"He seems to be doing what he says" in terms of protecting working families, Bogdan said. "We're very encouraged by that."
Whom the plan helps and whom it hurts is hard to assess. The effects of the income tax changes are relatively straightforward, though some analysts said they feared that the proposal could insert a marriage penalty into Maryland's tax code or, in some cases, force people into the federal alternative minimum tax.
But the rest of the plan depends on individual choices and circumstances, and on the hard-to-estimate impact of corporate tax changes on consumer prices and economic growth.
At the Un-Sun Tanning Salon in Columbia, manager Matthew Sittig said he's worried about the overall impact of O'Malley's plan, but he said he doesn't think the proposal to expand the sales tax to cover tanning will make much difference to his business. A 12-minute session there now costs $3.50; with a 6 percent sales tax tacked on, it would cost $3.71.
"It's a low enough price that I wouldn't care," Joanna Sebek, one of Sittig's customers, said after emerging from a glowing purple tanning bed.
Smokers, who make up 20 percent of the state's population, would really pay under the proposal. The increased cost for a pack-a-day smoker - unless he or she started shopping in Virginia, where the cigarette tax is among the lowest in the country - would almost certainly dwarf any savings from other elements of the plan.
"It's time I stopped anyway," Janet Mealey, 75, said while smoking on a metal bench outside the L.L. Bean store in Columbia.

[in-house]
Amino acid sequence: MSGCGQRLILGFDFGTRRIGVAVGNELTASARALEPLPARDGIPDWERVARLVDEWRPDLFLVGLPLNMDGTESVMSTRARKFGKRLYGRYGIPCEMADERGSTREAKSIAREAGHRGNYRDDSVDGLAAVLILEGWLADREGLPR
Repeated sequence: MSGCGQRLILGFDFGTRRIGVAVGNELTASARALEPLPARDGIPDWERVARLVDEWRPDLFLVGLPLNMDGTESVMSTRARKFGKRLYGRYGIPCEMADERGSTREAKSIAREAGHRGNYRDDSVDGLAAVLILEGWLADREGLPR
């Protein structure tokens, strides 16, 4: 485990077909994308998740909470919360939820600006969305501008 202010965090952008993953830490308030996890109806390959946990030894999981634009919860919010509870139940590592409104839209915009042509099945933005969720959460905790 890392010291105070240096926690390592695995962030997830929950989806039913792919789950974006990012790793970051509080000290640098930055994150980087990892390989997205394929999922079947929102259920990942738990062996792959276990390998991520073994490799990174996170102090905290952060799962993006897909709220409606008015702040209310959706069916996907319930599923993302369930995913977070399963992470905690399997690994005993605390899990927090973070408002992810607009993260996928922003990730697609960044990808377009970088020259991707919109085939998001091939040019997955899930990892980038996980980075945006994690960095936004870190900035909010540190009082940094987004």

The sales tax in particular has become a Rorschach test for how people view the package. People who are unruffled by the plan call it a 1-cent increase; people who are upset see it as a 20 percent increase.
"The income tax, for me, is basically a wash, but the sales tax, I'm taking it in the teeth," said John Buch, a salesman who lives a few doors down from the Baltimore County house where O'Malley announced the first phase of his plan. "I don't think it's a positive thing at all."
Half a block away, Mark Feiring and his wife, Kate, were busy fixing up their new house. Any break O'Malley can give them on the property tax would be a huge help, he said.
Mark Feiring said he watched O'Malley's news conference last week and was surprised to hear a politician propose "something that makes sense for a change."
"I think it's a sensible way to raise revenue in a situation with a $1.7 billion shortfall," said Feiring, who owns a direct mail company. "He's got to do something, and it's good that he's trying to relieve some pressure on the middle class."
Buch and Feiring did agree on one thing, though. They said O'Malley needs to pass slots.
Rodney Martin and Barry Truxon thought so, too. The pair of friends chatting on a street corner in Waverly said they don't think O'Malley's plan will hurt them much, but Martin, a salesman from Montebello, said he's worried about the unintended consequences of taxing the rich.
"If I'm Joe Schmo making $10 million a year, maybe my employees are going to feel it, maybe my community is going to feel it," Martin said.
But the two men said that if O'Malley's plan will allow him to keep up spending on education and expand access to health care - as he has promised to do - they would be willing to pay more.
"Heck, yeah," said Truxon, a teacher's aide from Belair-Edison. "The elderly shouldn't have to be choosing between food and medical care."
Many Marylanders interviewed in the past few days said they've heard O'Malley's message that he wants to help the poor and middle class and make corporations and the rich pay a bigger share. But some said they'll believe it when they see it.
"I listen to what he's saying, but I think in the long run, it's not going to work out the way he thinks," said Betty Taylor, a state employee who lives in downtown Baltimore. "I'm concerned that it's going to put some people out of work and small-business people are going to be hurt."
"The rich should pay their fair share," she added. "But it's always the low-income people who really pay taxes."